Among the landscapes, there is no shortage of classic Scottish scenes, and even a Monarch of the Glen (Celia Dunn Aitken’s Rannoch of the Moor, a stag with a suitably imperious expression). Jeff Hewitson’s work stands out, particularly his painting of Linlithgow Palace in Winter. Michael Mullen captures every vivid leaf in A Bend in the River Lochay, Killin.

Some seek out other kinds of place, and others ways of looking: Gary James McIlhenny finds unexpected beauty in an alley in dappled sunlight in Sunny Lane near Byres Road, Glasgow. Christine Ewan’s Winter Landscape tints the wintry world with pinks and lilacs. Jade Stout paints islands and coastline with strong sculptural shapes.

Still others choose the city: Rona McKerrell picks up on the strong lines of red sandstone tenements in The Blue Vase. Liz Reid makes a delicate triptych of the Barras. Paisley itself gets some attention too, with works like Stephen Murray’s Silk Street, and Lil Brooks’ colourful Night Watch – Paisley Cross, which captures something of the city past, present and (perhaps) future.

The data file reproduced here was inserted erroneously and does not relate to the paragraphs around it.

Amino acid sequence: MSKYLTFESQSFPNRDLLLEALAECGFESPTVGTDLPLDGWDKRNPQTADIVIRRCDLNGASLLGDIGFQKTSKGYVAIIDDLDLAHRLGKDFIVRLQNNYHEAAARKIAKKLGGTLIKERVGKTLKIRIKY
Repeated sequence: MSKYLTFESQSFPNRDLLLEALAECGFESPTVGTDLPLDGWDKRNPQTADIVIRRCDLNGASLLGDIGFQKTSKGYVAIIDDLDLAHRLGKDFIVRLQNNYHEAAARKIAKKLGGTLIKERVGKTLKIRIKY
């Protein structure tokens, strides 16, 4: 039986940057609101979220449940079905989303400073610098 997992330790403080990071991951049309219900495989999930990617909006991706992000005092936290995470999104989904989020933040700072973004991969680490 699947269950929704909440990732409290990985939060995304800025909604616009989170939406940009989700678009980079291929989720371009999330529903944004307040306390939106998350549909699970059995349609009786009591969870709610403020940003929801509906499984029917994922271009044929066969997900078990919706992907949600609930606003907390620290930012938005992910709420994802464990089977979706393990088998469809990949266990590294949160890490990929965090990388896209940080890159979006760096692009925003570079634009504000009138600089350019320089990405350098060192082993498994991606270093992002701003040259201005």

Dragon by Mason McDuffDragon by Mason McDuff
Dragon by Mason McDuff

The abstract section ranges widely from hard-edged geometrical abstraction to densely patterned mandalas. Rowena Comrie’s Flip Flow is bold and lyrical; Elise Allan’s work rich and patterned. Kinga Elliott works with cyanotype, layering over it with ink and acrylic. Another recent graduate, April Lannigan, presents bold abstracts in shades of orange.

There are more extensive displays in the former shop windows by several featured artists including Marion Gardyne, who has a degree in textile design and uses the shapes of buildings to create kaleidoscope-like patterns, and Wendy Ferguson, whose intuitive work charts her own journey to becoming an artist with the support of Outspoken Arts.

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And there’s more. Animals by Sarah Locke, Louise Brown and Vanessa Reynolds; James Gibson’s 3D picture of Venice; Ailsa Mitchell’s collages on old book covers; Laura Pirrie’s pencil drawings of people at bus stops; Beth Holmes’ zebra print collage in the colours of the Ukrainian flag; Doreen Smith’s large-scale photographs.

And it goes on. It really does. Paisley’s Big Art Show is full of joy and full of heart, but there’s a lot of it. You have been warned: it might take more than one visit.

Until 18 November